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The Winter War: Death in the Snow

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The Winter War: Death in the Snow

Finnish ski troops during the Winter War, January 12, 1940.

Photograph Source: Public Domain

Conflict:

The Winter War was fought between Finland and the Soviet Union.

Dates:

Soviet forces began the war on November 30, 1939, and it was concluded on March 12, 1940, with the Peace of Moscow.

Causes:

Following the Soviet invasion of Poland in the fall of 1939, they turned their attention north to Finland. In November the Soviet Union demanded that the Finns move the border back 25km from Leningrad and grant them a 30-year lease on the Hanko Peninsula for construction of a naval base. In exchange, the Soviets offered a large tract of the Karelian wilderness. Termed as exchanging "two pounds of dirt for one pound of gold" by the Finns, the offer was flatly refused. Not to be denied, the Soviets began massing approximately 1 million men along the Finnish border.

On November 26, 1939, the Soviets faked the Finnish shelling of the Russian town of Mainila. In the aftermath of the shelling, they demanded that the Finns apologize and withdraw their forces 25km from the border. Denying responsibility, the Finns refused. Four days later, 450,000 Soviet troops crossed the border. They were met by the small Finnish army which initially numbered only 180,000. The Finns were badly outnumbered in all areas during the conflict with the Soviets also possessing superiority in armor (6,541 to 30) and aircraft (3,800 to 130).

Course of the War:

Led by Marshal Carl Gustav Mannerheim, Finnish forces manned the Mannerheim Line across the Karelian Isthmus. Anchored on the Gulf of Finland and Lake Lagoda, this fortified line saw some of the heaviest fighting of the conflict. To the north Finnish troops moved to intercept the invaders. Soviet forces were overseen by the skilled Marshal Kirill Meretskov but suffered heavily at lower command levels from Josef Stalin's purges of the Red Army in 1937. Advancing, the Soviets had not anticipated meeting heavy resistance and lacked winter supplies and equipment.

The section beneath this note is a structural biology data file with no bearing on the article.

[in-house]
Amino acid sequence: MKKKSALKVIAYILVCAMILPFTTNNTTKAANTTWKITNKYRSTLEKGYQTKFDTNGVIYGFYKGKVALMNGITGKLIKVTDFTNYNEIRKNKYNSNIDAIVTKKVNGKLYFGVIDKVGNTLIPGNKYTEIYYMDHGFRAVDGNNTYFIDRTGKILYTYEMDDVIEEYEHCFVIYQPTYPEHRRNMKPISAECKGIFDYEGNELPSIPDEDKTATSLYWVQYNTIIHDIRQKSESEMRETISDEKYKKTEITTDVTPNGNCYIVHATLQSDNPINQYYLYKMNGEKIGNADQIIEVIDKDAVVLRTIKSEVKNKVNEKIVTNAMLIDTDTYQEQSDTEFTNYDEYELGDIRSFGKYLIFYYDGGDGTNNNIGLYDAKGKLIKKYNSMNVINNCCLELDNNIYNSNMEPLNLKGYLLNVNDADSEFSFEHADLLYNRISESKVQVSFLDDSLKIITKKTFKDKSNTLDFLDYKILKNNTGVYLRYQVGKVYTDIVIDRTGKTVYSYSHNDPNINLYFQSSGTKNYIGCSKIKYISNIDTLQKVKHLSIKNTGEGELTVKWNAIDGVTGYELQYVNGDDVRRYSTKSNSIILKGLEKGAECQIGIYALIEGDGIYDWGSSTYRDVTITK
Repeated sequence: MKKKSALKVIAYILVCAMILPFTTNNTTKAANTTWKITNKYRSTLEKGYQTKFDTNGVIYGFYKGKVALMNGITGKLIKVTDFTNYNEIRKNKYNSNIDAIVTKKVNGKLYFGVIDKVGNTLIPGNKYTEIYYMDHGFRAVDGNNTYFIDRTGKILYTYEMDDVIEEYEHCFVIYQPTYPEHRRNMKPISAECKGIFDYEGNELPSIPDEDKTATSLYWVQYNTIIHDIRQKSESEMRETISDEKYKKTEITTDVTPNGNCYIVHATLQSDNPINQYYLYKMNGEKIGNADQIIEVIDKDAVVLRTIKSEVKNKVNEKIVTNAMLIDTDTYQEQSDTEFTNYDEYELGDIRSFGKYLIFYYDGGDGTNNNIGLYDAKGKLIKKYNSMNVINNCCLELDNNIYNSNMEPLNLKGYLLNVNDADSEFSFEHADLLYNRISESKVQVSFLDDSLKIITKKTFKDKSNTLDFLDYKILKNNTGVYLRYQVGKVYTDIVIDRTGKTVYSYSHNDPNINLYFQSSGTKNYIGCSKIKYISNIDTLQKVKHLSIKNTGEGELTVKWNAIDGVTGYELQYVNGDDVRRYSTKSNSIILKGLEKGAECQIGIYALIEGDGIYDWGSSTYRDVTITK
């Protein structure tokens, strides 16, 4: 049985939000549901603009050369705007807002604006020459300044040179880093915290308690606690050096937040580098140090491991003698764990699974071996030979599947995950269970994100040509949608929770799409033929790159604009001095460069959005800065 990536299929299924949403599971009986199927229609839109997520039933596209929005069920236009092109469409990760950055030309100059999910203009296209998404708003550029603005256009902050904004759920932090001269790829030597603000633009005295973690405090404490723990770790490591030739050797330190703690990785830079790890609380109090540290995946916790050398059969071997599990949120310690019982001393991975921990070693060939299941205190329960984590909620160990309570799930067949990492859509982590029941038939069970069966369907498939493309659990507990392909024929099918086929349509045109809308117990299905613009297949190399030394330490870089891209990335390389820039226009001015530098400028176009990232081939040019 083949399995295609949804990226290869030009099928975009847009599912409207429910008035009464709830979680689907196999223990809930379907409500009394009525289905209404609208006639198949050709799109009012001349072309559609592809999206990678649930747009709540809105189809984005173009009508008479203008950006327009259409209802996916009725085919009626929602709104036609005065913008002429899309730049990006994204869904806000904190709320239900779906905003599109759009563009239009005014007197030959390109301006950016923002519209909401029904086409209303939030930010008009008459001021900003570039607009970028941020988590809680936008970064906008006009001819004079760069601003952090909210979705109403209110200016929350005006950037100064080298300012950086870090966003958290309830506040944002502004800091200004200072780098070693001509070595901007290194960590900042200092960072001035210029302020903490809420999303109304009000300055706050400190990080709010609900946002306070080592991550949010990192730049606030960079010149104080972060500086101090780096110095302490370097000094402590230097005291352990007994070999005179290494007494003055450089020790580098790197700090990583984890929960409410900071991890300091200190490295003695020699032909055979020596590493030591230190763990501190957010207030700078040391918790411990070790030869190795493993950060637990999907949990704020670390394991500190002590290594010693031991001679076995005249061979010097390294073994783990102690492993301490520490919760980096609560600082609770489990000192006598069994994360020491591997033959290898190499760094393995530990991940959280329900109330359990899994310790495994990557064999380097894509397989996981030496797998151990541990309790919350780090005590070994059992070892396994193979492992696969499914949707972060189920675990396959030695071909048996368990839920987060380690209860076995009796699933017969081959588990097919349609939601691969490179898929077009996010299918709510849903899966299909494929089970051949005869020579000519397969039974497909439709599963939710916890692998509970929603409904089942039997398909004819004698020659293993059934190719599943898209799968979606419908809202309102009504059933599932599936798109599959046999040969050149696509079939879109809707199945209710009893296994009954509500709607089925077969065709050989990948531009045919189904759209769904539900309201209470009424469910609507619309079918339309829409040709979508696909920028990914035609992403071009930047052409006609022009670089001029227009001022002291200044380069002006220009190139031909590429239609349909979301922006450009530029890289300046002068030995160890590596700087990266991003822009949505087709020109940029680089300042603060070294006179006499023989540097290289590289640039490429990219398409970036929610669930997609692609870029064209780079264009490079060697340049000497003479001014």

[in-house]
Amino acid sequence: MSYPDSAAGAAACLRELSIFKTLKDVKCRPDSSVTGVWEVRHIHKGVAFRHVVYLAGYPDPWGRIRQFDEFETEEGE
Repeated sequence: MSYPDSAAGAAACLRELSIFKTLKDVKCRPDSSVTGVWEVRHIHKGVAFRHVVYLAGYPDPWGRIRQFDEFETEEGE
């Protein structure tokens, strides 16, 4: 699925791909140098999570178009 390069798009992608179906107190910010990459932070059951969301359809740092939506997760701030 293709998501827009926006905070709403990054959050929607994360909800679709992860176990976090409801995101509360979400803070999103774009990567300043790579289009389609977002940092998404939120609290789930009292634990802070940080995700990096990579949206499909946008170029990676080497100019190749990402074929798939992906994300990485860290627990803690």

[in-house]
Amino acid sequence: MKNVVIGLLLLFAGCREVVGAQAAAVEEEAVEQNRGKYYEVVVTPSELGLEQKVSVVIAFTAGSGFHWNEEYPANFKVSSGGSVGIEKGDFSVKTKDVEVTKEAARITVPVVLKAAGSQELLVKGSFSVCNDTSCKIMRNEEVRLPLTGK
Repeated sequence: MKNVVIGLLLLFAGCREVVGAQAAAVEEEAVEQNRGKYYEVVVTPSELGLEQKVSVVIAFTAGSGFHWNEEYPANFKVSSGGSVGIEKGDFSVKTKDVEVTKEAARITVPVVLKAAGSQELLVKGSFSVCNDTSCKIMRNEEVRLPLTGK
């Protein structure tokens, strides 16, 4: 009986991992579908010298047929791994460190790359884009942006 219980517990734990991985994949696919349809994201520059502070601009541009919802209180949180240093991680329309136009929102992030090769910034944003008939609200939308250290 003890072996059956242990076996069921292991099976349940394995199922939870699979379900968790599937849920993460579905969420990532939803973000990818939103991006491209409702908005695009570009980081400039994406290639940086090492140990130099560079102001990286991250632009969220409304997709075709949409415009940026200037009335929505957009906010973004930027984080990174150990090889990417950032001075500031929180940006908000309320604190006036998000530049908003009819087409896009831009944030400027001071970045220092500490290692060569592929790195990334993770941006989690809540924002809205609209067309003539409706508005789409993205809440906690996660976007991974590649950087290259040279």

Generally attacking in regimental strength, the Soviets in their dark uniforms presented easy targets for Finnish machine gunners and snipers. One Finn, Corporal Simo Häyhä, recorded over 500 kills as a sniper. Utilizing local knowledge, white camouflage, and skis, Finnish troops were able to inflict staggering casualties on the Soviets. Their preferred method was the use of "motti" tactics which called for fast-moving light infantry to swiftly encircle and destroy isolated enemy units. As the Finns lacked armor, they developed specialized infantry tactics for dealing with Soviet tanks.

Utilizing four-man teams, the Finns would jam the tracks of enemy tanks with a log to stop it then use Molotov Cocktails to detonate its fuel tank. Over 2,000 Soviet tanks were destroyed using this method. After effectively halting the Soviets during December, the Finns won a stunning victory on the Raate Road near Suomussalmi in early January 1940. Isolating the Soviet 44th Infantry Division (25,000 men), the Finnish 9th Division, under Colonel Hjalmar Siilasvuo, was able to break the enemy column into small pockets that were then destroyed. Over 17,500 were killed in exchange for around 250 Finns.